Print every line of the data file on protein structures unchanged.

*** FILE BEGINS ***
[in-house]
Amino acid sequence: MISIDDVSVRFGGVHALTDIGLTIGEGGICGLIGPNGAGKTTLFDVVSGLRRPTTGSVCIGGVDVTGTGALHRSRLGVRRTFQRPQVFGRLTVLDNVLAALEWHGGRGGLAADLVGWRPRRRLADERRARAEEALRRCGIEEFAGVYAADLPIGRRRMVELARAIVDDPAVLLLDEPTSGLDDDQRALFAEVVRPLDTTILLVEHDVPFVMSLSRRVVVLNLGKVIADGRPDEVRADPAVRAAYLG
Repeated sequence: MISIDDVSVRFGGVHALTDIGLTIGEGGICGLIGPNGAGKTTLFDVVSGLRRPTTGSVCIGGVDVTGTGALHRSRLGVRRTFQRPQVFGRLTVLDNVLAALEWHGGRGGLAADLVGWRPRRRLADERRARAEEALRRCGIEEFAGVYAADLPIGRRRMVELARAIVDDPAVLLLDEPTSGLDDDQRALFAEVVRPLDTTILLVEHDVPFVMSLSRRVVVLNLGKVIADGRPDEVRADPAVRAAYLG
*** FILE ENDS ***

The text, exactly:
[in-house]
Amino acid sequence: MISIDDVSVRFGGVHALTDIGLTIGEGGICGLIGPNGAGKTTLFDVVSGLRRPTTGSVCIGGVDVTGTGALHRSRLGVRRTFQRPQVFGRLTVLDNVLAALEWHGGRGGLAADLVGWRPRRRLADERRARAEEALRRCGIEEFAGVYAADLPIGRRRMVELARAIVDDPAVLLLDEPTSGLDDDQRALFAEVVRPLDTTILLVEHDVPFVMSLSRRVVVLNLGKVIADGRPDEVRADPAVRAAYLG
Repeated sequence: MISIDDVSVRFGGVHALTDIGLTIGEGGICGLIGPNGAGKTTLFDVVSGLRRPTTGSVCIGGVDVTGTGALHRSRLGVRRTFQRPQVFGRLTVLDNVLAALEWHGGRGGLAADLVGWRPRRRLADERRARAEEALRRCGIEEFAGVYAADLPIGRRRMVELARAIVDDPAVLLLDEPTSGLDDDQRALFAEVVRPLDTTILLVEHDVPFVMSLSRRVVVLNLGKVIADGRPDEVRADPAVRAAYLG